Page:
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Thomas Duncan
[[Image:150px|center|200px|border]]Brigadier General Thomas Duncan during the American Civil War
Personal Information
Born: April 14, 1819(1819-04-14)
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Died: January 7, 1887 (aged 67)
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Other Information
Allegiance: 22x20px United States of America
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Branch: United States Army
Union Army
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Rank: Brevet Brigadier General
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Battles: Black Hawk War
Mexican-American War
American Civil War
Indian Wars
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Thomas Duncan (April 14, 1819 – January 7, 1887) was a career officer in the U.S. Army, serving as a general during the American Civil War.

Duncan was born in Kaskaskia, Illinois. He began his military career at age 13, serving as a private in the Illinois Mounted Volunteers in 1832 during the Black Hawk War. In 1846, he was appointed from Illinois as a first lieutenant in the U. S. Mounted Rifles. He served during the Mexican-American War, and was engaged in the siege and surrender of Vera Cruz.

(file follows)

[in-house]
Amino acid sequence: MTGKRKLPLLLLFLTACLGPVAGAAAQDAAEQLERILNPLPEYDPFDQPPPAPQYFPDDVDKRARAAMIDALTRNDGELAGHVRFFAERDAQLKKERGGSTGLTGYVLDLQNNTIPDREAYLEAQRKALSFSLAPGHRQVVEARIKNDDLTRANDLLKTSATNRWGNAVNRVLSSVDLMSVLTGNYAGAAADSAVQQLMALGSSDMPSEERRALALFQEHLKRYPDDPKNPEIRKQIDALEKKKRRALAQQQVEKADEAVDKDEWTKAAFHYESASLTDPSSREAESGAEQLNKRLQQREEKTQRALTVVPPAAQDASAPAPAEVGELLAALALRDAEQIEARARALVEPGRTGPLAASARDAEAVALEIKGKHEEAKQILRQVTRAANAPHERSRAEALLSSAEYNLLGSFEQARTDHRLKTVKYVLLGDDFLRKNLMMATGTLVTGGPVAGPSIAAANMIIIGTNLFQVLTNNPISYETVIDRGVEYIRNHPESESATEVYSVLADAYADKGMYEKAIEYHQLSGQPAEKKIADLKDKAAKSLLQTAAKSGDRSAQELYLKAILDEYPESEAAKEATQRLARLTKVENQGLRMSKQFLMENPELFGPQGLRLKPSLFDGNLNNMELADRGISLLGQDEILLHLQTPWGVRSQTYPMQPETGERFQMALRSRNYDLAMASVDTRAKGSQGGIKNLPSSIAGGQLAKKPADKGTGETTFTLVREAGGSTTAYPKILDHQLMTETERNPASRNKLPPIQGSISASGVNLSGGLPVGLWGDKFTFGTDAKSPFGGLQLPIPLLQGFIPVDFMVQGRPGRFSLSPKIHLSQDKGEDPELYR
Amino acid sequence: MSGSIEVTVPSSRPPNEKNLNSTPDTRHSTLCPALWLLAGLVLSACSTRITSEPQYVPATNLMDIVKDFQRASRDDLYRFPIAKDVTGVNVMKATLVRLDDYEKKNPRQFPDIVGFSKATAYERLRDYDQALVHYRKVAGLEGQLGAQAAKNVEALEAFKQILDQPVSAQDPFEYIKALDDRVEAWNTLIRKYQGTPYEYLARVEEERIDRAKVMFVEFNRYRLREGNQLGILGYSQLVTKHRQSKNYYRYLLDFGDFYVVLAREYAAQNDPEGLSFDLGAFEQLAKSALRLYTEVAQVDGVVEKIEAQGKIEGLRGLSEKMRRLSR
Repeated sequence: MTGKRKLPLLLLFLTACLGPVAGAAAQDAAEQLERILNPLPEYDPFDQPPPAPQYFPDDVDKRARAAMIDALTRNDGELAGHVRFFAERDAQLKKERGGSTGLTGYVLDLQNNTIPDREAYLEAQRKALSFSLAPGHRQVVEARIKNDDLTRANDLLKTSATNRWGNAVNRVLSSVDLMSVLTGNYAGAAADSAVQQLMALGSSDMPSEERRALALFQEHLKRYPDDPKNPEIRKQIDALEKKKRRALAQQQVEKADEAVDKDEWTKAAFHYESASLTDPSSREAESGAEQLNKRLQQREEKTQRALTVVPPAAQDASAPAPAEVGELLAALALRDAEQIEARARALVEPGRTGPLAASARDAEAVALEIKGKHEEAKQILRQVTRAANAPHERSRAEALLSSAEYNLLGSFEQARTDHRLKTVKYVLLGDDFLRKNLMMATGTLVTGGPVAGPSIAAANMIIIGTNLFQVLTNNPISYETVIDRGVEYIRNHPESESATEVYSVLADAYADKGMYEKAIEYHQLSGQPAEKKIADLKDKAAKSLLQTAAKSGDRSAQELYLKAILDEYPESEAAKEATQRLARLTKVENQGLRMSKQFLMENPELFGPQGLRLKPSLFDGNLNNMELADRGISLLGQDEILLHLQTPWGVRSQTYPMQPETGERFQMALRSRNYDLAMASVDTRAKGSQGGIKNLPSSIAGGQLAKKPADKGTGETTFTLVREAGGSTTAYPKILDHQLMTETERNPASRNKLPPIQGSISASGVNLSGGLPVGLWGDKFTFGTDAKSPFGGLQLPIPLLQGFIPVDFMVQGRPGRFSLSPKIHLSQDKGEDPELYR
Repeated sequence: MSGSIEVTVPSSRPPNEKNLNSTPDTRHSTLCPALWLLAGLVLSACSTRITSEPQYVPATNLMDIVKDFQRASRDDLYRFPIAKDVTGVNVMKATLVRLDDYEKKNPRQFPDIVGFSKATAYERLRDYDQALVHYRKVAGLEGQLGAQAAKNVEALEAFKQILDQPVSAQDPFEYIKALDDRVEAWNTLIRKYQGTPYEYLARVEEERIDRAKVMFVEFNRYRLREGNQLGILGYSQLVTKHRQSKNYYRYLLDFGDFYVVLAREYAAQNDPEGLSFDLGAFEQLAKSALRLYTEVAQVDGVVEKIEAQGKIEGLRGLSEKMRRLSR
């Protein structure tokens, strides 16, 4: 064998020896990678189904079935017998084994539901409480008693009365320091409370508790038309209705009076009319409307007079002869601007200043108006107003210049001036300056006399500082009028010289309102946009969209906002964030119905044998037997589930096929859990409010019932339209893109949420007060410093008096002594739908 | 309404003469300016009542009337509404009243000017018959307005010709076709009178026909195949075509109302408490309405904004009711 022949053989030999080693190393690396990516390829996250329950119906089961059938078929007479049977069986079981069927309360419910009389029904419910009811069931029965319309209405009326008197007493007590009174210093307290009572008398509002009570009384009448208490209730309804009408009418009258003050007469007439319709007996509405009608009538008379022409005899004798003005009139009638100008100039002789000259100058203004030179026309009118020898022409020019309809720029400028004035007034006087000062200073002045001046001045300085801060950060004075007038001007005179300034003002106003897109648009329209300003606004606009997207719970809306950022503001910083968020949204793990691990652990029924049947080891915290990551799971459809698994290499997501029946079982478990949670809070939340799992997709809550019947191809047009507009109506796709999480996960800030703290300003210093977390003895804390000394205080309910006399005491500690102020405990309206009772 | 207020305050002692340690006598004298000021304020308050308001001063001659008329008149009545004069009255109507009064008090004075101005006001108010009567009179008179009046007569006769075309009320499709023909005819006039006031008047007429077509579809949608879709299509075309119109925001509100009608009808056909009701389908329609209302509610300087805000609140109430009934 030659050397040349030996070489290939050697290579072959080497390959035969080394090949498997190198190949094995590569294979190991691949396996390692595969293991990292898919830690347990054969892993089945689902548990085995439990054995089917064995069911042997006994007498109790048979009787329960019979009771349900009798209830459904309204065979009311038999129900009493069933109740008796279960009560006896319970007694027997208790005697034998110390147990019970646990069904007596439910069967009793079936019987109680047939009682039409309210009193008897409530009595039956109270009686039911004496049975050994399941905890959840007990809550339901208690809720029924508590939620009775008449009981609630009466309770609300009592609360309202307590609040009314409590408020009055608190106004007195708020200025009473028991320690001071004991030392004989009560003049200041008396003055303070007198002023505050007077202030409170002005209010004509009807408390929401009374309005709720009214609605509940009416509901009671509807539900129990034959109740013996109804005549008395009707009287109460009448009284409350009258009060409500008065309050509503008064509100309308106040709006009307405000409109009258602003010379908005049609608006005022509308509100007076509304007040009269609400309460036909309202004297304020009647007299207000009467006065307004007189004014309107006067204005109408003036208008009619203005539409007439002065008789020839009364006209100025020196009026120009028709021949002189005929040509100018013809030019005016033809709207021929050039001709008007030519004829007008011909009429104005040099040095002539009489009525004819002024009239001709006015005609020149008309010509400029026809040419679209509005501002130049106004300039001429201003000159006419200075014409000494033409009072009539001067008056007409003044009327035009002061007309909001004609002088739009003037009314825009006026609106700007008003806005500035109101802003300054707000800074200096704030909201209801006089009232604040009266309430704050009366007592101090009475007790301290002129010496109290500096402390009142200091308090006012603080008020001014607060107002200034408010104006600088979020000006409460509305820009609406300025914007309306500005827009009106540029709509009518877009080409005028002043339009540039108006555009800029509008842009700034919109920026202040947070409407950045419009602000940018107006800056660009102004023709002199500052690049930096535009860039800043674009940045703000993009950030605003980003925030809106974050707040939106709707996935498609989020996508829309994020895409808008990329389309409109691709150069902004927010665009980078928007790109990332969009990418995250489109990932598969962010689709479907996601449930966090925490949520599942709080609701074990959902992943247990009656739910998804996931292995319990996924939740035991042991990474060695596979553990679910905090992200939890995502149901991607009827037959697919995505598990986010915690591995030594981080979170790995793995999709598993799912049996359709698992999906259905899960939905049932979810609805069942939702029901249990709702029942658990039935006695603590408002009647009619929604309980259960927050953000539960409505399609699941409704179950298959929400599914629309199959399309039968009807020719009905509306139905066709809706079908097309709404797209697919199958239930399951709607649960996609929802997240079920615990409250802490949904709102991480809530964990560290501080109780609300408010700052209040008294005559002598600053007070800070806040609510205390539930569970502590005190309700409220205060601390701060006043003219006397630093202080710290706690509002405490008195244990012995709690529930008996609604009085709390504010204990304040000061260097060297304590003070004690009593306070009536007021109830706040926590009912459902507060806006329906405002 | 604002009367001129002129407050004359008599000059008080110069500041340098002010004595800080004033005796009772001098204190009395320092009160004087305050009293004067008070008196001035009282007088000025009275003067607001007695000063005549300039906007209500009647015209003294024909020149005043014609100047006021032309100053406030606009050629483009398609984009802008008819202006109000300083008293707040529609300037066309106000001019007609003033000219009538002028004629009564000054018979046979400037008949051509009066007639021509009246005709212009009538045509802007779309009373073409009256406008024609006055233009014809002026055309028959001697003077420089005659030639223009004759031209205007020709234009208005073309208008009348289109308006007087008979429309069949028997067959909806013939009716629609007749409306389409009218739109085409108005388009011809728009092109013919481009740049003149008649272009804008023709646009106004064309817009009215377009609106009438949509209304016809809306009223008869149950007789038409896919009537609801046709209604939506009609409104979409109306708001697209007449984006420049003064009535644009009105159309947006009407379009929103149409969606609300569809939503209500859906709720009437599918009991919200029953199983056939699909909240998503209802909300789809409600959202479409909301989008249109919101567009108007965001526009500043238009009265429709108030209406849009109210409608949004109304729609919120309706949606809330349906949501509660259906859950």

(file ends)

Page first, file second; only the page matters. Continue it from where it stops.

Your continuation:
During the Civil War, he commanded Fort Craig in New Mexico, and was in charge of the 3rd U.S. Cavalry Regiment forces at the Battle of Valverde, New Mexico.

Following the war, he remained in the Regular Army. He became the commander of the 5th U.S. cavalry in July 1866. During this time, William "Buffalo Bill" Cody served as a scout for the regiment. Duncan later commanded the District of Nashville until September 1868. He then was ordered to the Department of the Platte, was stationed successively at Fort McPherson and Fort D. A. Russell, and was afterward in charge of the construction of Sidney Barracks. Lingering complications from his wound compelled him to be medically retired from active service in January 1873.

Though his permanent rank was lieutenant colonel, Thomas Duncan received several brevets, including that of brigadier general, for his services during the Civil War.

He died in 1887 and was buried in Arlington National Cemetery.

See also[]

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